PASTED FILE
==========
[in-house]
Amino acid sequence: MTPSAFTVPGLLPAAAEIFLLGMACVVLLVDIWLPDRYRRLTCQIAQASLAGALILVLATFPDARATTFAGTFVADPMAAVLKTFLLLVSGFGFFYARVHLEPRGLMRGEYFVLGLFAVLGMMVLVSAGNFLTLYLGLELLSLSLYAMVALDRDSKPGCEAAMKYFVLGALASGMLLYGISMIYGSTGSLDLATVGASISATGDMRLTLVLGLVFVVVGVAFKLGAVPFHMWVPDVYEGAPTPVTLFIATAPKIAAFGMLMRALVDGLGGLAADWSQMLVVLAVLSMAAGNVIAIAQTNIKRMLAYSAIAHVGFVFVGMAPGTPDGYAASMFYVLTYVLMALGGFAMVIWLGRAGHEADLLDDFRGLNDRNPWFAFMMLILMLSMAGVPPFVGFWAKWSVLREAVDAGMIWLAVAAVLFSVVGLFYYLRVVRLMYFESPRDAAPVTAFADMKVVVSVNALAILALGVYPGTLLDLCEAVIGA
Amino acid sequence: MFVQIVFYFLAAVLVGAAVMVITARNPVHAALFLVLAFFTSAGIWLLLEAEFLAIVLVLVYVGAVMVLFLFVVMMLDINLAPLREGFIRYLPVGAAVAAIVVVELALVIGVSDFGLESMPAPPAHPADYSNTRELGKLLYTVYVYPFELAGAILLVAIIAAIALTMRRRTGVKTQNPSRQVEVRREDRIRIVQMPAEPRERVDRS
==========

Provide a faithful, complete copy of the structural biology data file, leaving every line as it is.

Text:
[in-house]
Amino acid sequence: MTPSAFTVPGLLPAAAEIFLLGMACVVLLVDIWLPDRYRRLTCQIAQASLAGALILVLATFPDARATTFAGTFVADPMAAVLKTFLLLVSGFGFFYARVHLEPRGLMRGEYFVLGLFAVLGMMVLVSAGNFLTLYLGLELLSLSLYAMVALDRDSKPGCEAAMKYFVLGALASGMLLYGISMIYGSTGSLDLATVGASISATGDMRLTLVLGLVFVVVGVAFKLGAVPFHMWVPDVYEGAPTPVTLFIATAPKIAAFGMLMRALVDGLGGLAADWSQMLVVLAVLSMAAGNVIAIAQTNIKRMLAYSAIAHVGFVFVGMAPGTPDGYAASMFYVLTYVLMALGGFAMVIWLGRAGHEADLLDDFRGLNDRNPWFAFMMLILMLSMAGVPPFVGFWAKWSVLREAVDAGMIWLAVAAVLFSVVGLFYYLRVVRLMYFESPRDAAPVTAFADMKVVVSVNALAILALGVYPGTLLDLCEAVIGA
Amino acid sequence: MFVQIVFYFLAAVLVGAAVMVITARNPVHAALFLVLAFFTSAGIWLLLEAEFLAIVLVLVYVGAVMVLFLFVVMMLDINLAPLREGFIRYLPVGAAVAAIVVVELALVIGVSDFGLESMPAPPAHPADYSNTRELGKLLYTVYVYPFELAGAILLVAIIAAIALTMRRRTGVKTQNPSRQVEVRREDRIRIVQMPAEPRERVDRS